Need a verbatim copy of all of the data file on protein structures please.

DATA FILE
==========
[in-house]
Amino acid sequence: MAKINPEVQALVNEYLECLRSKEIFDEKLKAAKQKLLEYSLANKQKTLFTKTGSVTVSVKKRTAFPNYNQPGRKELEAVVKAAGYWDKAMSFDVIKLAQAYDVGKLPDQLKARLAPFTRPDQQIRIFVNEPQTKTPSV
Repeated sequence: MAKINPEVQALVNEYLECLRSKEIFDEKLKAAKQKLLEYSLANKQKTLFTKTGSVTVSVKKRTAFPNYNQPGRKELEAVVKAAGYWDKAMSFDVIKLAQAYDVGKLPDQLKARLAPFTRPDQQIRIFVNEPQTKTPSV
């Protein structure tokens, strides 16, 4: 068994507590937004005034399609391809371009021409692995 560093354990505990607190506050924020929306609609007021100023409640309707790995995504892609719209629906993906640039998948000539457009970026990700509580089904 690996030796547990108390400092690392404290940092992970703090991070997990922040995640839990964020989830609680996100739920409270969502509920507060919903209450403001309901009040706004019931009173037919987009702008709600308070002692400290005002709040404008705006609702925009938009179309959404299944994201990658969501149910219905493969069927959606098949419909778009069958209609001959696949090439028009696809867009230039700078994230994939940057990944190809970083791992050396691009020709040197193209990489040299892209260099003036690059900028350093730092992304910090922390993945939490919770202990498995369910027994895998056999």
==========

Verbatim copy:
[in-house]
Amino acid sequence: MAKINPEVQALVNEYLECLRSKEIFDEKLKAAKQKLLEYSLANKQKTLFTKTGSVTVSVKKRTAFPNYNQPGRKELEAVVKAAGYWDKAMSFDVIKLAQAYDVGKLPDQLKARLAPFTRPDQQIRIFVNEPQTKTPSV
Repeated sequence: MAKINPEVQALVNEYLECLRSKEIFDEKLKAAKQKLLEYSLANKQKTLFTKTGSVTVSVKKRTAFPNYNQPGRKELEAVVKAAGYWDKAMSFDVIKLAQAYDVGKLPDQLKARLAPFTRPDQQIRIFVNEPQTKTPSV
């Protein structure tokens, strides 16, 4: 068994507590937004005034399609391809371009021409692995 560093354990505990607190506050924020929306609609007021100023409640309707790995995504892609719209629906993906640039998948000539457009970026990700509580089904 690996030796547990108390400092690392404290940092992970703090991070997990922040995640839990964020989830609680996100739920409270969502509920507060919903209450403001309901009040706004019931009173037919987009702008709600308070002692400290005002709040404008705006609702925009938009179309959404299944994201990658969501149910219905493969069927959606098949419909778009069958209609001959696949090439028009696809867009230039700078994230994939940057990944190809970083791992050396691009020709040197193209990489040299892209260099003036690059900028350093730092992304910090922390993945939490919770202990498995369910027994895998056999």